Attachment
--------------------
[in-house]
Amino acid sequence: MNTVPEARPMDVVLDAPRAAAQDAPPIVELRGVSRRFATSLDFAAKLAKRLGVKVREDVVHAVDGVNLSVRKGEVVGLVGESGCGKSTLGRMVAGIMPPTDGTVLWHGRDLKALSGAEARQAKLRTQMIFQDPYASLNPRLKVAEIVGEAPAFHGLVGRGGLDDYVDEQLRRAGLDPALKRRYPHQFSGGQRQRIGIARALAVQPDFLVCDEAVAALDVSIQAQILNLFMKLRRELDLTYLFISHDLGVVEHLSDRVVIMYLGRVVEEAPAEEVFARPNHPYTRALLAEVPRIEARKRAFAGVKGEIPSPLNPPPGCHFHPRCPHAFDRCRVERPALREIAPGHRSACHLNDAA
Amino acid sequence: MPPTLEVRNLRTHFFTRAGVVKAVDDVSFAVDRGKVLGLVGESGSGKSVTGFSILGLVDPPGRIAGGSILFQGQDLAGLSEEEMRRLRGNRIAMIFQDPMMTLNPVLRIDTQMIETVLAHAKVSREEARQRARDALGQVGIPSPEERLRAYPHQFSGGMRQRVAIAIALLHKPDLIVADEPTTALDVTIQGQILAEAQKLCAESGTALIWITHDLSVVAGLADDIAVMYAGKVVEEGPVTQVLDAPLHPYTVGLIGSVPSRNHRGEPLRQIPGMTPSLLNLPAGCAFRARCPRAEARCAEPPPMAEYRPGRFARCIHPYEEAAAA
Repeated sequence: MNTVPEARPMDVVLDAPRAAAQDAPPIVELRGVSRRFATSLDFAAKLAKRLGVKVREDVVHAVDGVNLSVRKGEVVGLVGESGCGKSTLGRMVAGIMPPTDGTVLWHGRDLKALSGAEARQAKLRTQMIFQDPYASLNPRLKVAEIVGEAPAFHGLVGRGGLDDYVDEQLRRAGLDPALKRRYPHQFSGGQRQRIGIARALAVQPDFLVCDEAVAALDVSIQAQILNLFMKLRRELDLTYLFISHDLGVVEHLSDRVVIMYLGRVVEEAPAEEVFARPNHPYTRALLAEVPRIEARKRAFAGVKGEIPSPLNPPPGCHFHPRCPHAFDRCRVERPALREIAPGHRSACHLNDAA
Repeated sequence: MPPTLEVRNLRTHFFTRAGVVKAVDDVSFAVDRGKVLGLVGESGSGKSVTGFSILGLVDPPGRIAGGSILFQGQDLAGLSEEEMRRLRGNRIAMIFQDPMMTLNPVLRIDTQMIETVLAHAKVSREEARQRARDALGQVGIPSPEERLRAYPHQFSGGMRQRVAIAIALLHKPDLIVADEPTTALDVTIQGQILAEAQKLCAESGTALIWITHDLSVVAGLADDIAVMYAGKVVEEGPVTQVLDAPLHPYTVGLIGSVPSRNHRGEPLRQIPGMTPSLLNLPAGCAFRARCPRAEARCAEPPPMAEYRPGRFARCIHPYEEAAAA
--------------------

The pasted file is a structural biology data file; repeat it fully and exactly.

[in-house]
Amino acid sequence: MNTVPEARPMDVVLDAPRAAAQDAPPIVELRGVSRRFATSLDFAAKLAKRLGVKVREDVVHAVDGVNLSVRKGEVVGLVGESGCGKSTLGRMVAGIMPPTDGTVLWHGRDLKALSGAEARQAKLRTQMIFQDPYASLNPRLKVAEIVGEAPAFHGLVGRGGLDDYVDEQLRRAGLDPALKRRYPHQFSGGQRQRIGIARALAVQPDFLVCDEAVAALDVSIQAQILNLFMKLRRELDLTYLFISHDLGVVEHLSDRVVIMYLGRVVEEAPAEEVFARPNHPYTRALLAEVPRIEARKRAFAGVKGEIPSPLNPPPGCHFHPRCPHAFDRCRVERPALREIAPGHRSACHLNDAA
Amino acid sequence: MPPTLEVRNLRTHFFTRAGVVKAVDDVSFAVDRGKVLGLVGESGSGKSVTGFSILGLVDPPGRIAGGSILFQGQDLAGLSEEEMRRLRGNRIAMIFQDPMMTLNPVLRIDTQMIETVLAHAKVSREEARQRARDALGQVGIPSPEERLRAYPHQFSGGMRQRVAIAIALLHKPDLIVADEPTTALDVTIQGQILAEAQKLCAESGTALIWITHDLSVVAGLADDIAVMYAGKVVEEGPVTQVLDAPLHPYTVGLIGSVPSRNHRGEPLRQIPGMTPSLLNLPAGCAFRARCPRAEARCAEPPPMAEYRPGRFARCIHPYEEAAAA
Repeated sequence: MNTVPEARPMDVVLDAPRAAAQDAPPIVELRGVSRRFATSLDFAAKLAKRLGVKVREDVVHAVDGVNLSVRKGEVVGLVGESGCGKSTLGRMVAGIMPPTDGTVLWHGRDLKALSGAEARQAKLRTQMIFQDPYASLNPRLKVAEIVGEAPAFHGLVGRGGLDDYVDEQLRRAGLDPALKRRYPHQFSGGQRQRIGIARALAVQPDFLVCDEAVAALDVSIQAQILNLFMKLRRELDLTYLFISHDLGVVEHLSDRVVIMYLGRVVEEAPAEEVFARPNHPYTRALLAEVPRIEARKRAFAGVKGEIPSPLNPPPGCHFHPRCPHAFDRCRVERPALREIAPGHRSACHLNDAA
Repeated sequence: MPPTLEVRNLRTHFFTRAGVVKAVDDVSFAVDRGKVLGLVGESGSGKSVTGFSILGLVDPPGRIAGGSILFQGQDLAGLSEEEMRRLRGNRIAMIFQDPMMTLNPVLRIDTQMIETVLAHAKVSREEARQRARDALGQVGIPSPEERLRAYPHQFSGGMRQRVAIAIALLHKPDLIVADEPTTALDVTIQGQILAEAQKLCAESGTALIWITHDLSVVAGLADDIAVMYAGKVVEEGPVTQVLDAPLHPYTVGLIGSVPSRNHRGEPLRQIPGMTPSLLNLPAGCAFRARCPRAEARCAEPPPMAEYRPGRFARCIHPYEEAAAA